As in any workplace in China, politics and religion are no-go areas, whether in the classroom or informally with students or Chinese staff members. Anything that could be deemed as defaming/criticizing the government or preaching/spreading any form of religion could be a firing offence now. In the past (as late as the early 00s), teachers and students might have more openly shared their views about China’s system and events and personal beliefs and standpoints, while treading carefully, but now such things are increasingly reported on and penalized.
Teachers in China now must have:
- a bachelor's degree or higher,
- citizenship of an English-speaking country (US, UK, Canada, Australia, Ireland, NZ, or SA) and native-level English
- relevant language teaching qualifications (e.g. 120+ hour TEFL)
- OR a minimum of two years’ teaching experience
Teachers in China now must NOT have:
- a criminal record
- harmful infectious diseases (those tested for include TB, HIV, hepatitis B, and syphilis)
- mental illness (past or present)
- sexual harassment complaints/charges
- any drug use history
New tighter rules issued (or freshly enforced) from 2017, include the right (requirement) to sack teachers who break the law (with particular reference to drug, sexual, and religious offences) or who teach or promote in non-acceptable material in class (faith or “freedoms” — basically anything that contradicts the Party line).
Retirement age is 60 for men and 55 for women. No state school or any regulated company will/can employ a foreign teacher beyond the year they turn 59 or 54 (for men/women respectively).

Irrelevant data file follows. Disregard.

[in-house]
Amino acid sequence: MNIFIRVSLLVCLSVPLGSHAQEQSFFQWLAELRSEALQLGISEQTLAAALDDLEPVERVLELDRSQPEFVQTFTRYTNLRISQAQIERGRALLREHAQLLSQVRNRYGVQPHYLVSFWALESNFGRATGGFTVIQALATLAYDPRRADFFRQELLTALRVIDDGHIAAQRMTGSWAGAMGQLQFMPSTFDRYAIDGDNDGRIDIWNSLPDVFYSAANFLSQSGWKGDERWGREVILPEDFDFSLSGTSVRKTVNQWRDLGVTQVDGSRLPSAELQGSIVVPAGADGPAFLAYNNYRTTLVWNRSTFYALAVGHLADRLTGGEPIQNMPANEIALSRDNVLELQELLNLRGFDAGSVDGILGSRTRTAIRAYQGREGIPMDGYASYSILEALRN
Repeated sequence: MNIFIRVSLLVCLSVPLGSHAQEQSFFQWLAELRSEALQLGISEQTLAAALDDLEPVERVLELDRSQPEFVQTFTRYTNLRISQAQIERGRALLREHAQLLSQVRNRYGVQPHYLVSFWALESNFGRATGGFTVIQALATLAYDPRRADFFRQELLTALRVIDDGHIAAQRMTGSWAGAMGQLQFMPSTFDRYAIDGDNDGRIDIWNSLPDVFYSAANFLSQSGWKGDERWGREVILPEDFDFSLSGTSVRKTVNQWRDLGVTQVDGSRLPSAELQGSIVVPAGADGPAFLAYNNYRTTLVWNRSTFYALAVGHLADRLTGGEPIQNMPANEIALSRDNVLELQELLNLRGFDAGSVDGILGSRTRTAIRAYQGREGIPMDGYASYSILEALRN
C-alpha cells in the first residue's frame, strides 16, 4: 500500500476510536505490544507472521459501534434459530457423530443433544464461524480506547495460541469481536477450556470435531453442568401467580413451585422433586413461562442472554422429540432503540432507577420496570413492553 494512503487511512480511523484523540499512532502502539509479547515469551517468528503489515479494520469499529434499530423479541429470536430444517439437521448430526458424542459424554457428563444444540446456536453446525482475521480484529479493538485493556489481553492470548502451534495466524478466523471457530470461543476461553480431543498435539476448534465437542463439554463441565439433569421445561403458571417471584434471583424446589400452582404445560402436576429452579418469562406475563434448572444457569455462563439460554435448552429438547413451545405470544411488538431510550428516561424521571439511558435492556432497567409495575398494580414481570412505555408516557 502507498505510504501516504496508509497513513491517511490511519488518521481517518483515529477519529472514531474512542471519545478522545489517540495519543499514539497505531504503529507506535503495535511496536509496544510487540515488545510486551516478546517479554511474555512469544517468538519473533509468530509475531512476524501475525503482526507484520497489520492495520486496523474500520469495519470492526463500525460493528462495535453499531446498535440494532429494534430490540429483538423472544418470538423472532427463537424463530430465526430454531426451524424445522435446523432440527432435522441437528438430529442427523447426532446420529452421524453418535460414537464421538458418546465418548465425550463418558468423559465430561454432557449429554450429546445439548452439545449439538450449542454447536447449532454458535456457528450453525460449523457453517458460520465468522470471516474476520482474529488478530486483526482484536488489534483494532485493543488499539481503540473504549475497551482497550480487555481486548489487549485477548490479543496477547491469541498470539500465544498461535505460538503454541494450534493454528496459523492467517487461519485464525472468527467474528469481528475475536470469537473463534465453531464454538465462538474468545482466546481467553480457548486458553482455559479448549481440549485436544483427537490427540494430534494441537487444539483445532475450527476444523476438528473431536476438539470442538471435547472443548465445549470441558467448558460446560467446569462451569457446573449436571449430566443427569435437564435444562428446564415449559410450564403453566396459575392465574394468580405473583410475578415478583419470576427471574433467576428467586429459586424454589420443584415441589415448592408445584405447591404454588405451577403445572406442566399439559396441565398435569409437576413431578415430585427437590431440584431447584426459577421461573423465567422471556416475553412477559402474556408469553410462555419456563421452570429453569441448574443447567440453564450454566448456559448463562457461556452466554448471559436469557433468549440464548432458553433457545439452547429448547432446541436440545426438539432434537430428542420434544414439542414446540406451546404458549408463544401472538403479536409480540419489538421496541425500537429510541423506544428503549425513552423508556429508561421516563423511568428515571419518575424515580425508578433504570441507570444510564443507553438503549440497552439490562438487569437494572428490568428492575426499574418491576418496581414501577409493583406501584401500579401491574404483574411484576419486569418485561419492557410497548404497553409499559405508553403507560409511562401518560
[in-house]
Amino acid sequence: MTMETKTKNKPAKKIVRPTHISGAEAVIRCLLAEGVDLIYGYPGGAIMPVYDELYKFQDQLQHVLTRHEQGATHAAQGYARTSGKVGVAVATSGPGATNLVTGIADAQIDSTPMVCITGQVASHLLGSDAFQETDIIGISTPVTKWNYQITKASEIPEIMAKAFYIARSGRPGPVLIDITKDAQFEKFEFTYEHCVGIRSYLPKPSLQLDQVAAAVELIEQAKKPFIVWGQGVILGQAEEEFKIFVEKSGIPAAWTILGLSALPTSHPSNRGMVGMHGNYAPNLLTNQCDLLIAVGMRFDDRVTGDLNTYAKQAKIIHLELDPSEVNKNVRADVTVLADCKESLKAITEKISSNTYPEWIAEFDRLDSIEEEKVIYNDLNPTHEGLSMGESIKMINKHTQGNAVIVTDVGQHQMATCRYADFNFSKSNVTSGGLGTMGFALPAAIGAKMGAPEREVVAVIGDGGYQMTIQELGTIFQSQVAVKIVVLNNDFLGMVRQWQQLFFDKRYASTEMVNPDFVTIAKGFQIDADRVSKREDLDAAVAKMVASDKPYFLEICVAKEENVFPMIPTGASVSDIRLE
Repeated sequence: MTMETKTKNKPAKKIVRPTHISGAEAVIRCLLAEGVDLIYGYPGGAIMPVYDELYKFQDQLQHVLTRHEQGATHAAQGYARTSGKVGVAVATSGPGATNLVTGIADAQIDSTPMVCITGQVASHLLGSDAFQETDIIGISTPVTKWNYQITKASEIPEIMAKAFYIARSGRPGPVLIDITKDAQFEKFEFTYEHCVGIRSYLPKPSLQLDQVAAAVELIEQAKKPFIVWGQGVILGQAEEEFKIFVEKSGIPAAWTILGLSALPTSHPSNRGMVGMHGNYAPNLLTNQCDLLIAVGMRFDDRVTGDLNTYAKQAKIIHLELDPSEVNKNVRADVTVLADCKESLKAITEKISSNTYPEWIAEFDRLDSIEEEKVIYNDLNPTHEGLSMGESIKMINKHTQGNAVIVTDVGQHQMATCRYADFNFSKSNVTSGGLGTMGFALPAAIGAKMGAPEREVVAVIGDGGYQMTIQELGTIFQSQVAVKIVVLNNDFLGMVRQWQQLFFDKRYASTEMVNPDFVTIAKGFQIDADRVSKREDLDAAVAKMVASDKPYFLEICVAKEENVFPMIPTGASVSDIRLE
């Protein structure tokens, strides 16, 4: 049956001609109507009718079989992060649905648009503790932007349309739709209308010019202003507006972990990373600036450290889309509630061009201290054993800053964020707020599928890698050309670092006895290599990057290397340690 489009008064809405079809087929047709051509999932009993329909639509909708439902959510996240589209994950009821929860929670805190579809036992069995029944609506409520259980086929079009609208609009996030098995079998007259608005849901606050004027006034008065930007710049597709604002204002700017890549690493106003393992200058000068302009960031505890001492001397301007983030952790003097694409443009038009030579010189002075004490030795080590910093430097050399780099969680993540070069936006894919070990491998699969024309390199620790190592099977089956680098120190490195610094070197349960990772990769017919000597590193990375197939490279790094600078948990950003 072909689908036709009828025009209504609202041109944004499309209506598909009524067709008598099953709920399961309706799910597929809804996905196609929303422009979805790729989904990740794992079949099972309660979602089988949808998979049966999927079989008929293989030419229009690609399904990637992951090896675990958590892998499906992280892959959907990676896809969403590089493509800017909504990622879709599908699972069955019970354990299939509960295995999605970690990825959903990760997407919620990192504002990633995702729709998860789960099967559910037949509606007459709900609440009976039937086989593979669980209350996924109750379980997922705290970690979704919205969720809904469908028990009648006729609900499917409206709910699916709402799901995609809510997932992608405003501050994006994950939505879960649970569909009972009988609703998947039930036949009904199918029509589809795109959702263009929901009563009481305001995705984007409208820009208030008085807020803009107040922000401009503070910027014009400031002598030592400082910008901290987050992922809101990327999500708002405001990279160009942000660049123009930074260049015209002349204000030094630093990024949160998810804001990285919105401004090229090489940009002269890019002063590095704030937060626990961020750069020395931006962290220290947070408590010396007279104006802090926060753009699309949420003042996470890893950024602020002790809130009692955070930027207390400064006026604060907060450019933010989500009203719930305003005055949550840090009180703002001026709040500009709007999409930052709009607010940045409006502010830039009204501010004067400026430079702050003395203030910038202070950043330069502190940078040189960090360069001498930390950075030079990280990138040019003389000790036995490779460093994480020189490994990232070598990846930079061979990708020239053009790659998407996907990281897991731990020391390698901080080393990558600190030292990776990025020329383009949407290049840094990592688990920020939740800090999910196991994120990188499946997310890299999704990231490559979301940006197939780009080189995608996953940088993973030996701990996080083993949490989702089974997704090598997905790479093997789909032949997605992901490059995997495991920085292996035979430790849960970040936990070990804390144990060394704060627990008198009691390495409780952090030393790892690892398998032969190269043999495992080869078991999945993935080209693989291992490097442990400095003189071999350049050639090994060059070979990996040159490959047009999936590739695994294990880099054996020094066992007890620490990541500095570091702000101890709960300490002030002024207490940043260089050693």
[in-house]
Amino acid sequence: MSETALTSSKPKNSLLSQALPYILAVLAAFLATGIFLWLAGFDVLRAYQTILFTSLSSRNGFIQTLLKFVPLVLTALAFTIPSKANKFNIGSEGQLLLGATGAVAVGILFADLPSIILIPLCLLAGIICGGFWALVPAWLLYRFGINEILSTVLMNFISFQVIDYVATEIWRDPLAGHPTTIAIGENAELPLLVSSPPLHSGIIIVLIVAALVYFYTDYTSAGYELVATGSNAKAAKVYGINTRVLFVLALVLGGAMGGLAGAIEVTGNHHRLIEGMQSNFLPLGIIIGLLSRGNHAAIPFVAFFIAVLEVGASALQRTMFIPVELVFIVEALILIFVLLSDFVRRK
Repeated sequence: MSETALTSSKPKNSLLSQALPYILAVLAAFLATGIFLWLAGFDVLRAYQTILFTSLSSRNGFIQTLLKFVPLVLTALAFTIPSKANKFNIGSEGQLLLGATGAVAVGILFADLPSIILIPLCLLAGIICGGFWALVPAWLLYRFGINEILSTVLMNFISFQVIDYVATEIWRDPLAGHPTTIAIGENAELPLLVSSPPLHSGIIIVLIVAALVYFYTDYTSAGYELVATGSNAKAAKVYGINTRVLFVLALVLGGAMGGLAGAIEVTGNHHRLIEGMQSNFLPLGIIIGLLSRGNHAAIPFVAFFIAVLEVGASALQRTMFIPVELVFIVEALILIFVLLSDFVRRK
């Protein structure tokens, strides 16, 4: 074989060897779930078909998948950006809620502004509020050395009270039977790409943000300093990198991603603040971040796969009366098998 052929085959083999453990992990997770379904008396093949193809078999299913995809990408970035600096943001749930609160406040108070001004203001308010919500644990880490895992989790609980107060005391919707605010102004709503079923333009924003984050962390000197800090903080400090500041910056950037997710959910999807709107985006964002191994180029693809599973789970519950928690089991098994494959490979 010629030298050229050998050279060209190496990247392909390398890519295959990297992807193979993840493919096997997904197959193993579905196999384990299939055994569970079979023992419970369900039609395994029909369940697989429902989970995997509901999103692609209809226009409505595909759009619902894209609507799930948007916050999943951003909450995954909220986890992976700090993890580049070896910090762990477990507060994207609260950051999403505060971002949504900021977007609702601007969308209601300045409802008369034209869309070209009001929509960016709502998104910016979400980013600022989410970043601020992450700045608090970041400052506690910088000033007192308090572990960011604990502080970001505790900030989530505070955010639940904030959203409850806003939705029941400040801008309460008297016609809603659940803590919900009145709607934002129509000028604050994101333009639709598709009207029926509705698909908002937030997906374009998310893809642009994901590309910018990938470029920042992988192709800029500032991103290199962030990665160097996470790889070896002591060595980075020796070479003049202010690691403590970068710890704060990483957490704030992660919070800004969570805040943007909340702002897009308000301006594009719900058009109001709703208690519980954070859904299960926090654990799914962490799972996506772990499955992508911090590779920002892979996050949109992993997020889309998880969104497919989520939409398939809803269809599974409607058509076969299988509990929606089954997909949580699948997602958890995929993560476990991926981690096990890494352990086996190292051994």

No moonlighting: private tutoring or another job outside your visa allowance is illegal!
Numbers of Foreign Teachers in China
In 2017, according to China's Administration of Foreign Experts Affairs figures, there were over 400,000 foreign teachers working in China, but only one in three had a valid work permit. According to the same source, there were 1 million foreign teachers in China in 2019, but only 10% had the required documentation.
Foreign teacher numbers have steadily increased over the years in China, but then been decimated by the pandemic, visa restrictions, and crackdowns. Many private schools have shut and there has been a big move to online teaching, where one-to-one teaching with a “native English” speaker can be bought for as little as US$10 an hour, which is a great deal where in-person tutoring in China costs CN¥200–400 (US$30–60) an hour.
2021 legislation, however, banned online teachers outside China from teaching children, which has left online schools with the adult Chinese market and pushed the market for online tutoring of pre-18s underground. Similar July 2020 laws banned out-of-kindergarten tutoring of under 6’s online or in person.
An anti-foreign and particularly anti-American sentiment due to trade wars and other political tensions has also contributed to a reduced demand for foreign teachers. Learning English has been given a lower priority in China’s education system in the most recent years, in line with a more insular economic approach. However, English remains one of the main subjects taught from elementary (even kindergarten) level to university, so there is still a high demand for foreign teachers.
Besides, there remains great scope for improvement of English levels in China: see English Levels in China: Quality of Spoken English, Signage, Etc.
Foreign Teachers Pay and Perks